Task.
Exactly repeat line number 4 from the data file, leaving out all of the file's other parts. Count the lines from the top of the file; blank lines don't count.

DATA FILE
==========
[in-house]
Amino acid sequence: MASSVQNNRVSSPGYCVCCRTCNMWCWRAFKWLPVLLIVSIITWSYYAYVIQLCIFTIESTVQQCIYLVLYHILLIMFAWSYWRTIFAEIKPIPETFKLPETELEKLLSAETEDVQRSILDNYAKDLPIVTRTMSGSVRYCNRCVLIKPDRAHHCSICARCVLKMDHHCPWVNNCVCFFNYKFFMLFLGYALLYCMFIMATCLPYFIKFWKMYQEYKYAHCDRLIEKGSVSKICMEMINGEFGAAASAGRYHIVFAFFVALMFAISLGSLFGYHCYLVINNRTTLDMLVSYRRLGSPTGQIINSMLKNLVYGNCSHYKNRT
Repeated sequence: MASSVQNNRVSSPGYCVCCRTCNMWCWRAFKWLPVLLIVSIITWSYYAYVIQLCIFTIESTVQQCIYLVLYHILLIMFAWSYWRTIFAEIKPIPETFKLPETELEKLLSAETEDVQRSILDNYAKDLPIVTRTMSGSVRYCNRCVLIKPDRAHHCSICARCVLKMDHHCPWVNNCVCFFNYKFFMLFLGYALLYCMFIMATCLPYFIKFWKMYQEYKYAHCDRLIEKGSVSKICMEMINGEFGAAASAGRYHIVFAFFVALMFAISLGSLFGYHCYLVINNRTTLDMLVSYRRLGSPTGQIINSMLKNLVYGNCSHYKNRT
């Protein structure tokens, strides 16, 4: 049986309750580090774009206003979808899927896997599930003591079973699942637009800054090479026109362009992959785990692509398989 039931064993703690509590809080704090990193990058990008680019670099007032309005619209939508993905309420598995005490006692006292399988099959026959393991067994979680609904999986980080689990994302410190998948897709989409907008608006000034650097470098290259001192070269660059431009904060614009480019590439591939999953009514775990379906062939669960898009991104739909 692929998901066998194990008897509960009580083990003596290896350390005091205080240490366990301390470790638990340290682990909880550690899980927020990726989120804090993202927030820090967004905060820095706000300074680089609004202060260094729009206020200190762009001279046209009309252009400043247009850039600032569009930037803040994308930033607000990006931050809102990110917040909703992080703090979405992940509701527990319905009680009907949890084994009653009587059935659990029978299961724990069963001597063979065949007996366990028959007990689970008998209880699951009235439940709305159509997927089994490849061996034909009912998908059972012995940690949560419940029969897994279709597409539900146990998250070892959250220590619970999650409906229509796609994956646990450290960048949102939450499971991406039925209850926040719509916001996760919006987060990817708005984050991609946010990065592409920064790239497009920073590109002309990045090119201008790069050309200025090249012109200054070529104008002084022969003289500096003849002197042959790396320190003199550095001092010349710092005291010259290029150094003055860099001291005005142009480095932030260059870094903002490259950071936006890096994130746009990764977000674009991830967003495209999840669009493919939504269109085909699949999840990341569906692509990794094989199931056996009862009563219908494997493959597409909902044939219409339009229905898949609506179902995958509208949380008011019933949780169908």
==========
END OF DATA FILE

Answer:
């Protein structure tokens, strides 16, 4: 049986309750580090774009206003979808899927896997599930003591079973699942637009800054090479026109362009992959785990692509398989 039931064993703690509590809080704090990193990058990008680019670099007032309005619209939508993905309420598995005490006692006292399988099959026959393991067994979680609904999986980080689990994302410190998948897709989409907008608006000034650097470098290259001192070269660059431009904060614009480019590439591939999953009514775990379906062939669960898009991104739909 692929998901066998194990008897509960009580083990003596290896350390005091205080240490366990301390470790638990340290682990909880550690899980927020990726989120804090993202927030820090967004905060820095706000300074680089609004202060260094729009206020200190762009001279046209009309252009400043247009850039600032569009930037803040994308930033607000990006931050809102990110917040909703992080703090979405992940509701527990319905009680009907949890084994009653009587059935659990029978299961724990069963001597063979065949007996366990028959007990689970008998209880699951009235439940709305159509997927089994490849061996034909009912998908059972012995940690949560419940029969897994279709597409539900146990998250070892959250220590619970999650409906229509796609994956646990450290960048949102939450499971991406039925209850926040719509916001996760919006987060990817708005984050991609946010990065592409920064790239497009920073590109002309990045090119201008790069050309200025090249012109200054070529104008002084022969003289500096003849002197042959790396320190003199550095001092010349710092005291010259290029150094003055860099001291005005142009480095932030260059870094903002490259950071936006890096994130746009990764977000674009991830967003495209999840669009493919939504269109085909699949999840990341569906692509990794094989199931056996009862009563219908494997493959597409909902044939219409339009229905898949609506179902995958509208949380008011019933949780169908």